But this gets to something we try to say in the book (The Paradox of Democracy, by Zac Gershberg and Sean Illing), which is that what the media thinks it’s doing is not really what it’s doing, certainly not anymore. A lot of the press is still wedded to this 20th century model of journalism where we conquer lies by exposing them or we deliver truth to a country desperate to hear it and people make informed decisions and yada, yada, yada.
But this just doesn’t seem to be what’s going on. There’s too much bullshit to debunk, too many conflicting narratives to untangle. The information space has been shattered into a zillion pieces thanks to the internet. And the audience is so fragmented and self-sorted [that] a huge chunk of the country doesn’t really trust public institutions or the mainstream media. And they’re not listening, and a lot of it feels like it’s just a political class talking to itself. And I know that’s kind of depressing, but that has been my experience . . . .
If we are being confronted by the anxieties and the outrages everywhere all the time, and we can’t do anything about it, and the algorithms are pushing all the terrible shit in front of our faces all the time, that breeds fatigue and cynicism and probably despair.”
No one can deny that, I submit. The other side of that coin is simply . . . it’s what the public wants. A writer on Quora, Christine Infanger, says “the media is screwed up because people have their priorities completely wrong.” I like her argument; she’s on a good rant:
Does the media deliver more banality now because it’s what society wants or does society settle for mediocrity because it’s what they’ve become accustomed to? Maybe both. Let’s remember, consumers and their money have a lot of power—if people didn’t eat up channels known for their ‘news reporters’ blatantly lying, those methods would change immediately. If magazines didn’t sell truckloads of issues dedicated to which stars have cellulite or have been captured sans makeup or post-weight gain, those magazines would find a new tack. If people didn’t pay or click to see (name of celebrity) caught getting into a car without undergarments, those photos would no longer be in demand. If people didn’t want to analyze which celebrity gained weight, has a cute child, and whom may be having an affair with whom, there would be no market for it. It’s worth noting that the average paparazzi earns between $66-100k per year with the really smarmy ones earning a salary exceeding $250k per year. The public complain about taxes being high with those funds going to pay teachers, who are grossly underpaid, fund schools, many of which are sorely in demand of updating and new materials, libraries, parks, and police and fire departments. Where is the outrage about how much paparazzi earn to stalk ‘celebrity’ children coming home from school? The public is largely funding those outrageous salaries, yet seem content with it.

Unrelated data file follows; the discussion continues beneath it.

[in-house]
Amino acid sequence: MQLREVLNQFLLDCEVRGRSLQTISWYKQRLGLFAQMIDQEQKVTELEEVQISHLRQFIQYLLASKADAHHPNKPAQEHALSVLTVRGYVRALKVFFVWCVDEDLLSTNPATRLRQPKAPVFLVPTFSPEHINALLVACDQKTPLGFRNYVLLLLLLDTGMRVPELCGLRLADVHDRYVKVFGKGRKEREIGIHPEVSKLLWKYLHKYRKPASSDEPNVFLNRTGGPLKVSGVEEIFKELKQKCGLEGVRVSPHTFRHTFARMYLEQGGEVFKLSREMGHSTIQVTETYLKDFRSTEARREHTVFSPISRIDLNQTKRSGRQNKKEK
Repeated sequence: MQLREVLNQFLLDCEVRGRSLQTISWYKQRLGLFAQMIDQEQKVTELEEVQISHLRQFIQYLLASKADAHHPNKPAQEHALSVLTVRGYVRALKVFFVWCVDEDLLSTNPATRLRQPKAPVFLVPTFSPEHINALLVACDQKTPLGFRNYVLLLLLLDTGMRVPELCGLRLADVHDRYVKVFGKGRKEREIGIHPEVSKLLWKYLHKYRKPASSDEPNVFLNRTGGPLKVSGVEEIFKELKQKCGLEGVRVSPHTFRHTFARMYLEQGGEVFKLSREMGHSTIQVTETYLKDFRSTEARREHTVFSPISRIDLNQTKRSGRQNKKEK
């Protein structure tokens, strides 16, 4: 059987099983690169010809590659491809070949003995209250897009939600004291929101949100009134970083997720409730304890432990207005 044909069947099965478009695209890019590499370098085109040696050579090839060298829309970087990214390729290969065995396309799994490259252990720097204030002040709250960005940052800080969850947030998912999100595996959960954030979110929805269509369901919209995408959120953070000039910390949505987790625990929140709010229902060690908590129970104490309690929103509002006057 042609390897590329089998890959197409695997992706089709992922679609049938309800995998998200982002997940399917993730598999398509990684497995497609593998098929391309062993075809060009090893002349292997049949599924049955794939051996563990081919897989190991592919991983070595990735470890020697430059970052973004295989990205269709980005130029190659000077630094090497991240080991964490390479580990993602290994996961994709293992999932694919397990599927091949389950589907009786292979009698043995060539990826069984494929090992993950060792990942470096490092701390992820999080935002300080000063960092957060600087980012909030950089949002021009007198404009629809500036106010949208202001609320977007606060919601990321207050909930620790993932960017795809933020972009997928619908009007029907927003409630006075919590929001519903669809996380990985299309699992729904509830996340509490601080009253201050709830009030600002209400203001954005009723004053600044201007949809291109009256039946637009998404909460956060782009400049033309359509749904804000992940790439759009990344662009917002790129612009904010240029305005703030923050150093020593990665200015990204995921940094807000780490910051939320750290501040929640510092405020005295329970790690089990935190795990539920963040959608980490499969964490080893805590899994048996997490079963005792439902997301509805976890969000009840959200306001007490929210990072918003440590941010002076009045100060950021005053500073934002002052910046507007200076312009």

You get what you pay for. And that, unfortunately, applies to democracies as well.
I wrote recently about my associations with Sy Johnson, jazz’s Renaissance man. Now, in a slightly overdue but well-crafted obit, the New York Times pays its respects. All jazz fans should take notice. Sy and I had many conversations about doing a possible book together, and I’ve transcribed a few excerpts below.
SJ: I was trying to be an avant-garde player, like Monk and Cecil Taylor, but I could play perfectly conventional piano too. But then I could not stop myself from being Monk or Cecil Taylor. There were also times when I couldn’t make a mistake. Which brings me to something we should talk about—it’s the zone, suddenly you surrender control of your mind and hands and they behave like they are somebody else’s. And you’re amazed at the music coming out. It’s a really, really profound thing. Playing with Gary Peacock, my onetime roommate, we would hit the first chord and immediately we’re playing things we never thought of, never heard before. . . .
First weekend I was in NY I resolved to go to the Museum of Modern Art, very important and high on my list, and I turned a corner and was confronted by Jackson Pollock’s Abstraction No. 5, or whatever, and it was a revelation. Because it confirmed that the things I was trying to do as a jazz musician entered into other abstract forms of art. I had lots of recording sessions, hanging out with Paul Bley, later with Ornette Coleman, and wanted to find my way into that kind of music. It was a confirmation that, yes, not only could I do that, but other people had gone there before.